On Running: When A Turtle Soars

Posted on July 2, 2011

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I ran the Helen Keller Festival 5-Mile Run last Saturday (June 25, 2011). I finished 138th out of 183 runners. I’ve always been a turtle, even in my youngest running days.

I ran in my first Helen Keller Festival Run back in the early 1980s. I don’t recall the distance in the early years, but it’s been a 5-mile run for a while now. I missed quite a few years from the mid-90s until I made my return appearance last year (2010). It’s a great run because downtown Tuscumbia is mostly flat and filled with historic homes and buildings. There’s always a good crowd of participants and the community camaraderie is a extra plus.

I’m one of those people who needs to run regularly in order to stay in shape for running. I can walk or hike all day, but to run for any distance I need to keep at it. When it’s cool, I don’t need to run long distances regularly in order to run an occasional long one. But in the spring, summer and early fall, the heat and humidity mean that I need to run 3-4 times per week, at a minimum of 3-4 miles each run, to stay acclimated and in shape for running. But if I maintain that level of fitness I can do the occasional longer run without much difficulty.

Return to RunningIMG_1680

In August 2009, I made a renewed commitment to running and it’s really paid off. I’ve always been engaged in some type of physical activity, whether walking, hiking, cycling, occasionally long-distance swimming, so it wasn’t too difficult to get back up to speed.

I began with intervals. 2 minutes of running, 1 minute walk and would do that for about 20 minutes. Then, I’d walk another 2 miles. After a few days, I was running 3-4-5 minute intervals, with a 1-minute walking interval in between. It took me about 2 weeks to get up to running 1 mile nonstop.  And another week to run 2 miles nonstop.

In September 2009, I registered for a 5K run in Tuscumbia. It was a local run to raise money for breast cancer. My mom is a breast cancer survivor. She was going to walk it and my plan was to run as much as I could and then walk with her. For some reason, we got our wires crossed and she thought I’d decided, at the last minute, not to drive up to the Shoals. When I showed up at her house at 6 a.m. she was still asleep. I ended up doing the run by myself and ran the entire 5K. I was thrilled and, once again, hooked on running.

In hindsight, I can’t believe I stopped for so long. Oh wait. Yes, I can. Sidewalks, streets and running trails in Stillwater, Oklahoma are paved with the hardest concrete I’ve ever run on and I just couldn’t get into a running groove there. I simply could not run on those sidewalks or the streets in my neighborhood. So, during my years in Stillwater, I walked (6 miles regularly, 2x around Boomer Lake), I rode my bike, I swam laps at my neighborhood pool, I had a weight workout at the Seretean Wellness Center.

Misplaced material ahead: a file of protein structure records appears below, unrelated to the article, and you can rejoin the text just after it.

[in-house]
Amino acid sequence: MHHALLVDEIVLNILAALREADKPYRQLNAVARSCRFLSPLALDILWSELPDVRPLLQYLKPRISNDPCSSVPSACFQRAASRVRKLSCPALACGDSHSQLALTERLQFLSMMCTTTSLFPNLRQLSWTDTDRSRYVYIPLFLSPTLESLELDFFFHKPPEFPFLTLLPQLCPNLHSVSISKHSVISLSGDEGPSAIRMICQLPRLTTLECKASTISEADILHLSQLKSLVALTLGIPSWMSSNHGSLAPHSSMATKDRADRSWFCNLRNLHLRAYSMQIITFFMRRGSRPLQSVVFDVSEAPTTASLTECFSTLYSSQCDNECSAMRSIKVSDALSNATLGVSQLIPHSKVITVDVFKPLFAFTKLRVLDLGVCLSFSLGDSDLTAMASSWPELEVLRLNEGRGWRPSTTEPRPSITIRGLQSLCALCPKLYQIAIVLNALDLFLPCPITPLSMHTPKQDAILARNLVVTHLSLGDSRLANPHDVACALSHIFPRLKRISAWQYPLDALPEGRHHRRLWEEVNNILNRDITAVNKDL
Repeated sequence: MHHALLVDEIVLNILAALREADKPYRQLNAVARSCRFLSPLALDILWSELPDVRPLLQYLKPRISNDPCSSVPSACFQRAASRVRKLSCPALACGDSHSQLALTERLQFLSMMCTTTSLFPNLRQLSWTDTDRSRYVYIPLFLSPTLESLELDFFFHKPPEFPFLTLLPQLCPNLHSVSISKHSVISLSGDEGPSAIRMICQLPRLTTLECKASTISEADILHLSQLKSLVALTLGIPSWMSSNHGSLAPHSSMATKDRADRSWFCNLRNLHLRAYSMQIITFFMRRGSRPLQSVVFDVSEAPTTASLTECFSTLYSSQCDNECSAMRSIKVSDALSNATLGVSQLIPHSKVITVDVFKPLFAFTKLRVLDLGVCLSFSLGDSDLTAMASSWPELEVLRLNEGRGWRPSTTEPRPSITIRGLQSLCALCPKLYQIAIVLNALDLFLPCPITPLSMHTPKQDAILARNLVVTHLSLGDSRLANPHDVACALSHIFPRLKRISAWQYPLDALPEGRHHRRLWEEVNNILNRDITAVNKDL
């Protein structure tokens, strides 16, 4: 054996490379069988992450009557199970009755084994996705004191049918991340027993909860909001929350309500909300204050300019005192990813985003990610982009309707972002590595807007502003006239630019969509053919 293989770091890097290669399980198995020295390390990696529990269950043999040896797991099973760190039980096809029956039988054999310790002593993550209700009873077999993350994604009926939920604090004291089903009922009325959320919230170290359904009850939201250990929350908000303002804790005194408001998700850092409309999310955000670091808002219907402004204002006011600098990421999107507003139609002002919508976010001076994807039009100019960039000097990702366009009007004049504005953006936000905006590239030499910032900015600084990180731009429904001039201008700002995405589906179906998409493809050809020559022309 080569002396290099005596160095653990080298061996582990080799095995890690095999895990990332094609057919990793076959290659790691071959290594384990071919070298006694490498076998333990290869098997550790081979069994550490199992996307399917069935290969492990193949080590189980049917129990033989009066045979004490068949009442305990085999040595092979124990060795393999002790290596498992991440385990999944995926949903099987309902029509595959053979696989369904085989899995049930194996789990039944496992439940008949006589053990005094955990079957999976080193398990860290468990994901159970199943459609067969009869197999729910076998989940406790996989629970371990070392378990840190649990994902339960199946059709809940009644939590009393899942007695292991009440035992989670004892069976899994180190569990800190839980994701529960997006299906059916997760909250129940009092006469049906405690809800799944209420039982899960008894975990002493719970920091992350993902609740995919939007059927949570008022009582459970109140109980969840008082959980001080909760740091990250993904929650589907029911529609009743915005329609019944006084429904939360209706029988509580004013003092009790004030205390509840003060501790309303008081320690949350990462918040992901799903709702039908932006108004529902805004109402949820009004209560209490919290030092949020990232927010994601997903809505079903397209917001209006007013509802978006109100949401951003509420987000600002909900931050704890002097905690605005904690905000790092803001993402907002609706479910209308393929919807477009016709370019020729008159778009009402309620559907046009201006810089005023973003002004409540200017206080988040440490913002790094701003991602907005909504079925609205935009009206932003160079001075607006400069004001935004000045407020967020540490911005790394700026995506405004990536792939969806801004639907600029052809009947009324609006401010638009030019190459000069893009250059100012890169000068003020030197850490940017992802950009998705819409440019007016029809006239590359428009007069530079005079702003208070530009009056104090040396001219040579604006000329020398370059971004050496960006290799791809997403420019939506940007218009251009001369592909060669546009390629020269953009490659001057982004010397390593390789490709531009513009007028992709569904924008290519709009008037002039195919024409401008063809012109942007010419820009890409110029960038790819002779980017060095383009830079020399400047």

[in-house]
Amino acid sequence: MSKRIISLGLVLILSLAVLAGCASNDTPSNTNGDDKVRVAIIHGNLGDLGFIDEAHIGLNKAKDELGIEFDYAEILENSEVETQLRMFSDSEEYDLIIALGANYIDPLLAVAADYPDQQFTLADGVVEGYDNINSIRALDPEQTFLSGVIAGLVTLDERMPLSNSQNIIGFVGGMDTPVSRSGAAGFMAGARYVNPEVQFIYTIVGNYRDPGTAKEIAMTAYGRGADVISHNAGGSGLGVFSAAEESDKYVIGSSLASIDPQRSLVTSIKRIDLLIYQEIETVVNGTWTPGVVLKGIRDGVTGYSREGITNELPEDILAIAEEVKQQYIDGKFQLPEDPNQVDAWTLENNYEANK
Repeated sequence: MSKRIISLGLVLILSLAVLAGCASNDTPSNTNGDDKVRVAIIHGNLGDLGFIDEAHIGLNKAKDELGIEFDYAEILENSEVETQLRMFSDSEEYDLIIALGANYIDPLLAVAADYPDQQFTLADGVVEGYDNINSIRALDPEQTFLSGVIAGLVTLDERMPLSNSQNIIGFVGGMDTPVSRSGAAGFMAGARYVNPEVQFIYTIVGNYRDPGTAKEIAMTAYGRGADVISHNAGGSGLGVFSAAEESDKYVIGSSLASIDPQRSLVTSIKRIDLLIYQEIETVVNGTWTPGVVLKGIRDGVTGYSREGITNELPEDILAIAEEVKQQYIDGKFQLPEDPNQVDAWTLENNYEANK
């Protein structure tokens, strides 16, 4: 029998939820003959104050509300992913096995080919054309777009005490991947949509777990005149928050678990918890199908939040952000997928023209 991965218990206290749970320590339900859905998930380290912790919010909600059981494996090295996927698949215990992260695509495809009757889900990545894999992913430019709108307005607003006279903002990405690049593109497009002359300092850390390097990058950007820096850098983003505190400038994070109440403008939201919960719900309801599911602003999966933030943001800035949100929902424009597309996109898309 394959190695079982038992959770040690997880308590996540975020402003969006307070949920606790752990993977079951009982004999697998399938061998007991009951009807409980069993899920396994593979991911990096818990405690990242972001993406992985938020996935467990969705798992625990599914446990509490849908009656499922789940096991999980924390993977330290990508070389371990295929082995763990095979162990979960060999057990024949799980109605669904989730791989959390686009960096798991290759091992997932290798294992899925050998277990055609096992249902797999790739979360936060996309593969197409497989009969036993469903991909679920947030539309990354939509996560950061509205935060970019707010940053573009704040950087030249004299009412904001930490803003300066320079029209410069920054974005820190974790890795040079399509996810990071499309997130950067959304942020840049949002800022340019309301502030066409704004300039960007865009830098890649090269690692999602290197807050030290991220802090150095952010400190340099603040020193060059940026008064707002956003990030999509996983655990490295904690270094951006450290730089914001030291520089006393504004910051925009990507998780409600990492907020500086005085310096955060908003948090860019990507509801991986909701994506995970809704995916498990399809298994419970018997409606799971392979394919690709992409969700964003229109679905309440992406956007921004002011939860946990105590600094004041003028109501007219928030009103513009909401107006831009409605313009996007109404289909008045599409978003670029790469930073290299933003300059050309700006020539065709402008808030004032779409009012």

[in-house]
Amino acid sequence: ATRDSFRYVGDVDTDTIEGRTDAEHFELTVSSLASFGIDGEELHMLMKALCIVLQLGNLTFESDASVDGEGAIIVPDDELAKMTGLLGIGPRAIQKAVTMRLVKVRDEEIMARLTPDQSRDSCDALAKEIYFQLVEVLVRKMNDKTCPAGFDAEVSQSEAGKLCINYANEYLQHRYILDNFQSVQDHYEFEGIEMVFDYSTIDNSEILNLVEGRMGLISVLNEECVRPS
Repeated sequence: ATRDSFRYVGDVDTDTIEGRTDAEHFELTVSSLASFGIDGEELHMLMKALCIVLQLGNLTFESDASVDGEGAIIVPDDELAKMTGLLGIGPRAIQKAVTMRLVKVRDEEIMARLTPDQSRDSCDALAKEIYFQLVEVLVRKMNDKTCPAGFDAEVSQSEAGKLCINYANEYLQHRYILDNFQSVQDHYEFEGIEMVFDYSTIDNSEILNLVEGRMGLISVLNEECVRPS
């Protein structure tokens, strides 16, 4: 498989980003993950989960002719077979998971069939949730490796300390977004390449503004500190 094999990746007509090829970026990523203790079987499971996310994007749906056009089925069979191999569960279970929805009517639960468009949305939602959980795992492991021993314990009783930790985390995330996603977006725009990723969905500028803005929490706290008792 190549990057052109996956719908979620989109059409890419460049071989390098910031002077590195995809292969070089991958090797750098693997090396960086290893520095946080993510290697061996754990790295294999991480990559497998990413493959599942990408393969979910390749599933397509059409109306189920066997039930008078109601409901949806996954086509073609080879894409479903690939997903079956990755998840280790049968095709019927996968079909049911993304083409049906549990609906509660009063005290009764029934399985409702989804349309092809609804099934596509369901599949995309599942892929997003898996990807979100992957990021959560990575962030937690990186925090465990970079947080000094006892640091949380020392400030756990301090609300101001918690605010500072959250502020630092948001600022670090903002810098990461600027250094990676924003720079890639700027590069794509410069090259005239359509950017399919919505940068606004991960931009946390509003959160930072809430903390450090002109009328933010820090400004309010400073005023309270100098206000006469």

Running: The Early Years

I started running when I was in high school. I’d planned to do the Tennessee River Run, a 10K, but didn’t quite make it to that level before the race. I ended up doing the 2-mile run run. I’ve been running ever since.

I’m a slow runner, always have been, but I have good endurance once I get in running shape. When I was younger, I was kind of embarrassed to be so slow. The turtle. But, as time passed, I got over that. For one thing, I often won age group awards because there simply weren’t many 20-something women running in the 1980s (at least not in road races). In my 40s, I’ve found the same to be true. But there is more competition at the Helen Keller Festival Run than some of the smaller runs, so no age-group awards there, at least not this year.

My longest official “run” was a half-marathon in 1988. The Devil’s Milhopper Half-Marathon in Gainesville, Florida. At the end of the run, I plopped down in the grass and quickly realized my seat choice was prime fire ant property. I did a bit of a dance to the nearby gym bathroom. Fortunately, I’m not allergic to fire ants. No harm, no foul. The sudden movement probably helped me to avoid soreness because it kept me moving after the run.

Why I Run

As the years passed, I realized that I run because running makes me feel good, not because I’m out to “win” races. I never expect to “win” a prize. Simply by training, showing up and running, I win. So many people can’t run because of a physical injury or ailment.  Many more are too lazy or unmotivated to make the effort. Some claim to be too busy (I wonder how anyone can be so busy that health is disregarded). I am blessed to have the capacity to run and I now feel that my running is a way of showing my gratitude for good health.

An aside: I realize that not everyone “likes” to run. Although it’s hard for me to really understand this, I can accept it, provided the person is engaged in some regular physical activity-whether yoga or weight-training, cycling or dance-y aerobics. I can accept it because I prefer exercising outdoors. We’re all different. What’s important is that everyone gets physical activity, preferably including something aerobically-challenging.

I don’t listen to music when I run. It’s my down-time. My thinking time. My non-thinking time. I’m on auto-pilot. When I walk, I listen to music. IMG_0007I’ve had an iPod since August 2001, a Discman and a Walkman before that. But when I run, I soar. At the pace of a turtle, perhaps, but I still soar.

I plan to keep running as long as I can. The more I run, the more I want to run.

And, as Aesop taught us: In the end, the tortoise won.

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